Some students left campus a week early this semester, concerned about being exposed to COVID-19 after a spike of positive COVID-19 cases on campus in the last weeks of in-person classes.
The increase in positive cases on campus corresponded with nationwide case surges. On-campus numbers reached a peak of 31 active cases on the UR COVID-19 Dashboard. Because of the uptick in cases, UR returned to the Red Stage of its COVID-19 distancing framework from Nov. 13 to 22, according to a Nov. 13 email sent to students from Executive Vice President and Chief Operating Officer David Hale and Executive Vice President and Provost Jeffrey Legro.
First-year Ellie Estes left campus on Nov. 15 after noticing an increase in positive cases the past few weeks, including among students living on her hallway in Moore Hall, she said. She and her parents decided a week before her Nov. 15 departure that Estes would leave earlier than previously planned, as they worried she might spreading the COVID-19 virus to her grandparents, who Estes' parents take care of, Estes said.
Estes knew leaving early was the right decision as she noticed classes going remote, she said.
“It made me feel better because I know that I wasn't just making a random decision,” Estes said. “I know that it was actually a threat, considering teachers and other students are worried.”
Sophomore Laura Roldan flew home on Nov. 14, which was a week earlier than she had planned, she said. After hearing from a friend who left campus early because of rising cases, Roldan said she had also had become worried.
Roldan quarantined in Keller Hall earlier this semester and did not want to repeat the experience again, she said. Roldan was sad to leave campus early as she had planned to spend time with her friends during the final week on campus before leaving for winter break, she said.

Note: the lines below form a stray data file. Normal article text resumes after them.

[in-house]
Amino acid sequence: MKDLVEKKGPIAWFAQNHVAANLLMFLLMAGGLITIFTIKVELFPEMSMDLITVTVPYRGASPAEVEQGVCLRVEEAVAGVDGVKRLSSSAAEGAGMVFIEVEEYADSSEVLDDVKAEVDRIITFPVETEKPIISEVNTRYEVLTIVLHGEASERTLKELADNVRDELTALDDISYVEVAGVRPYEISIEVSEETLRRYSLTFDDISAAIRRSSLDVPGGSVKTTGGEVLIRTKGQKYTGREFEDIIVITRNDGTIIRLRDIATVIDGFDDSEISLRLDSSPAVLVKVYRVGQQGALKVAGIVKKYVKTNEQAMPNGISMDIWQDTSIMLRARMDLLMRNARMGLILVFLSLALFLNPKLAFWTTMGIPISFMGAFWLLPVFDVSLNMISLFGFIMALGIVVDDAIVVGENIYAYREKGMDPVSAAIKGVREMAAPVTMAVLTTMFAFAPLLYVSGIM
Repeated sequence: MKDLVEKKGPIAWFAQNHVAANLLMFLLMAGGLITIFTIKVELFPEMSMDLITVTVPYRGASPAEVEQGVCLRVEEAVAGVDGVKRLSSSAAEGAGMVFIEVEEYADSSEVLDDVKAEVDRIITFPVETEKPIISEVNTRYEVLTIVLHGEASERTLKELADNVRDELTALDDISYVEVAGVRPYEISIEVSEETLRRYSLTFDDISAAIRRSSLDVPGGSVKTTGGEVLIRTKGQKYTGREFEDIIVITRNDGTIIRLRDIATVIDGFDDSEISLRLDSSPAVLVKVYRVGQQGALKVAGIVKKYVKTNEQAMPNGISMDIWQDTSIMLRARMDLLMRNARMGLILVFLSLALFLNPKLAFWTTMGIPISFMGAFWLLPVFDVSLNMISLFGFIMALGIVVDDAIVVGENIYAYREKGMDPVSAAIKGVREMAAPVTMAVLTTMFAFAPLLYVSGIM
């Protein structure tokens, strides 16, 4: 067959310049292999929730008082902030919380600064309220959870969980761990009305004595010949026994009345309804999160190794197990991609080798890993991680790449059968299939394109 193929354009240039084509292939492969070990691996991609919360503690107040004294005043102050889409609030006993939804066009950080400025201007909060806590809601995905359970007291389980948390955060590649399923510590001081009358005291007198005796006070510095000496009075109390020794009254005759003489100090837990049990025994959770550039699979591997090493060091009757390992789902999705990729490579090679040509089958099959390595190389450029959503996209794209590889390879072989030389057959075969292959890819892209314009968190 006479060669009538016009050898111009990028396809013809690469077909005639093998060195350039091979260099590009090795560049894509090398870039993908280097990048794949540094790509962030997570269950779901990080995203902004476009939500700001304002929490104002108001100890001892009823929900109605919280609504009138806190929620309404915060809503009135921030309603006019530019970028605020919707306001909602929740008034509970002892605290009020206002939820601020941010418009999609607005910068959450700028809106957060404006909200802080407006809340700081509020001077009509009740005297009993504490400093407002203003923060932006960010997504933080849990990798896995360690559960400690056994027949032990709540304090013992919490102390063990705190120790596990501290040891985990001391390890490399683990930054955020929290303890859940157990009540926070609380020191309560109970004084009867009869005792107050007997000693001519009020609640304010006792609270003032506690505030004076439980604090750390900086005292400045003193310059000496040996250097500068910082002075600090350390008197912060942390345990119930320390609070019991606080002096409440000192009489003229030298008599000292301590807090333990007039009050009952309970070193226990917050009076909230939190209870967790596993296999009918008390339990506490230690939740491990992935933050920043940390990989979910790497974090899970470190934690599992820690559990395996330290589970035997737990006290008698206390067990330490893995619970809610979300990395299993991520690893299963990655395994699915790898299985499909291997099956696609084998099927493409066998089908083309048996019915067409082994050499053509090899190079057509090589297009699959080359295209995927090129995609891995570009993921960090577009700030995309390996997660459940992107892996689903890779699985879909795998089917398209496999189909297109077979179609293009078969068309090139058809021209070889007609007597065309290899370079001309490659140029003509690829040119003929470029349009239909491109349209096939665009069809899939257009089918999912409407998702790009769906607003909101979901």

First-year Hannah Wang left on Nov. 14 as well, she said. Wang was worried that she could come into contact with someone who would test COVID-positive and would need to quarantine, Wang said. A student living in her dorm thought they had caught the virus, which made her nervous and want to go home, Wang said.
“I felt like if I stayed it would just be another day of me being exposed or contact-traced and I didn’t really want either of that," Wang said.
Wang did not think she had COVID-19 when she left campus, she said. Her parents drove to pick her up and brought bags to help her pack her belongings, Wang said. Mostly people Wang knew on campus left early because of the rise in COVID-19 cases, she said.
UR offered COVID-19 exit testing to students during the last week of in-person classes on Nov. 17, 18 and 19. As tests represent a specific point in time, even if students tested negative they could have been exposed to COVID-19 afterward, before they left for home or during travel.
Students with positive COVID-19 test results could isolate in UR’s isolation spaces or leave campus in a private car, according to a Nov. 16 email sent to students.
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